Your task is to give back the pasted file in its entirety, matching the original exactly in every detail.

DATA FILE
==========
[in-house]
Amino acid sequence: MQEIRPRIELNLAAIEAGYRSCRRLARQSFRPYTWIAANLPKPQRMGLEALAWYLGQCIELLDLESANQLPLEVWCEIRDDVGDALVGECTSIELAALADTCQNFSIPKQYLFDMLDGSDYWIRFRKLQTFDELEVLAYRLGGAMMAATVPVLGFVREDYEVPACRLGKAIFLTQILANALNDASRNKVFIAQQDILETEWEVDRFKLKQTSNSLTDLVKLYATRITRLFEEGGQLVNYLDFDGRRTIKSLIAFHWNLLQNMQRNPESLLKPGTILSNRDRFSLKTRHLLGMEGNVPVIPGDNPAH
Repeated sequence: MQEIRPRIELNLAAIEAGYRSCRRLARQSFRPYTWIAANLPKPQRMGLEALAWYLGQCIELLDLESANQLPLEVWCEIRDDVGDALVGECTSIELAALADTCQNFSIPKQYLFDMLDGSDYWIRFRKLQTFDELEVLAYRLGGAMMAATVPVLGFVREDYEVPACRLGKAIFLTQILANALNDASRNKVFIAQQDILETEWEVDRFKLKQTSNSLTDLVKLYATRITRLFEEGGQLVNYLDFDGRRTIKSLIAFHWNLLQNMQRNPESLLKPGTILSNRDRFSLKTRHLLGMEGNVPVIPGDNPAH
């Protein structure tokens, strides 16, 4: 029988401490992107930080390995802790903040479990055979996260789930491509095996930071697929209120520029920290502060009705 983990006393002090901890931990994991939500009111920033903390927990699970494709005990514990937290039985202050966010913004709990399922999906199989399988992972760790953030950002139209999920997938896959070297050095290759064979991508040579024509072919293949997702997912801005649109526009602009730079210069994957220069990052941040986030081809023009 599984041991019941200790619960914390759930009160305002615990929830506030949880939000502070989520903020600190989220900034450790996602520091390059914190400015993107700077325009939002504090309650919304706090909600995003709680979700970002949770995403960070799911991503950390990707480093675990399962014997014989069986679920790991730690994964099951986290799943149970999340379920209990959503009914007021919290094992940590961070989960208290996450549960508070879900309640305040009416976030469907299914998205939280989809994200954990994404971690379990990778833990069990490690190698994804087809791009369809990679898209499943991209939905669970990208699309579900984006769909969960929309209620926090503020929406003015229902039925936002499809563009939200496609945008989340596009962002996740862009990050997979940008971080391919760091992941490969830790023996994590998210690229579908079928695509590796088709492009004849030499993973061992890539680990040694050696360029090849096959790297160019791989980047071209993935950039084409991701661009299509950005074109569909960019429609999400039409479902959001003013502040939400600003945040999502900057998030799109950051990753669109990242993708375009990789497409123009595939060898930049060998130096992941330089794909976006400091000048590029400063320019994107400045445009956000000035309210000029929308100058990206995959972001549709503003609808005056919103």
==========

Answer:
[in-house]
Amino acid sequence: MQEIRPRIELNLAAIEAGYRSCRRLARQSFRPYTWIAANLPKPQRMGLEALAWYLGQCIELLDLESANQLPLEVWCEIRDDVGDALVGECTSIELAALADTCQNFSIPKQYLFDMLDGSDYWIRFRKLQTFDELEVLAYRLGGAMMAATVPVLGFVREDYEVPACRLGKAIFLTQILANALNDASRNKVFIAQQDILETEWEVDRFKLKQTSNSLTDLVKLYATRITRLFEEGGQLVNYLDFDGRRTIKSLIAFHWNLLQNMQRNPESLLKPGTILSNRDRFSLKTRHLLGMEGNVPVIPGDNPAH
Repeated sequence: MQEIRPRIELNLAAIEAGYRSCRRLARQSFRPYTWIAANLPKPQRMGLEALAWYLGQCIELLDLESANQLPLEVWCEIRDDVGDALVGECTSIELAALADTCQNFSIPKQYLFDMLDGSDYWIRFRKLQTFDELEVLAYRLGGAMMAATVPVLGFVREDYEVPACRLGKAIFLTQILANALNDASRNKVFIAQQDILETEWEVDRFKLKQTSNSLTDLVKLYATRITRLFEEGGQLVNYLDFDGRRTIKSLIAFHWNLLQNMQRNPESLLKPGTILSNRDRFSLKTRHLLGMEGNVPVIPGDNPAH
């Protein structure tokens, strides 16, 4: 029988401490992107930080390995802790903040479990055979996260789930491509095996930071697929209120520029920290502060009705 983990006393002090901890931990994991939500009111920033903390927990699970494709005990514990937290039985202050966010913004709990399922999906199989399988992972760790953030950002139209999920997938896959070297050095290759064979991508040579024509072919293949997702997912801005649109526009602009730079210069994957220069990052941040986030081809023009 599984041991019941200790619960914390759930009160305002615990929830506030949880939000502070989520903020600190989220900034450790996602520091390059914190400015993107700077325009939002504090309650919304706090909600995003709680979700970002949770995403960070799911991503950390990707480093675990399962014997014989069986679920790991730690994964099951986290799943149970999340379920209990959503009914007021919290094992940590961070989960208290996450549960508070879900309640305040009416976030469907299914998205939280989809994200954990994404971690379990990778833990069990490690190698994804087809791009369809990679898209499943991209939905669970990208699309579900984006769909969960929309209620926090503020929406003015229902039925936002499809563009939200496609945008989340596009962002996740862009990050997979940008971080391919760091992941490969830790023996994590998210690229579908079928695509590796088709492009004849030499993973061992890539680990040694050696360029090849096959790297160019791989980047071209993935950039084409991701661009299509950005074109569909960019429609999400039409479902959001003013502040939400600003945040999502900057998030799109950051990753669109990242993708375009990789497409123009595939060898930049060998130096992941330089794909976006400091000048590029400063320019994107400045445009956000000035309210000029929308100058990206995959972001549709503003609808005056919103």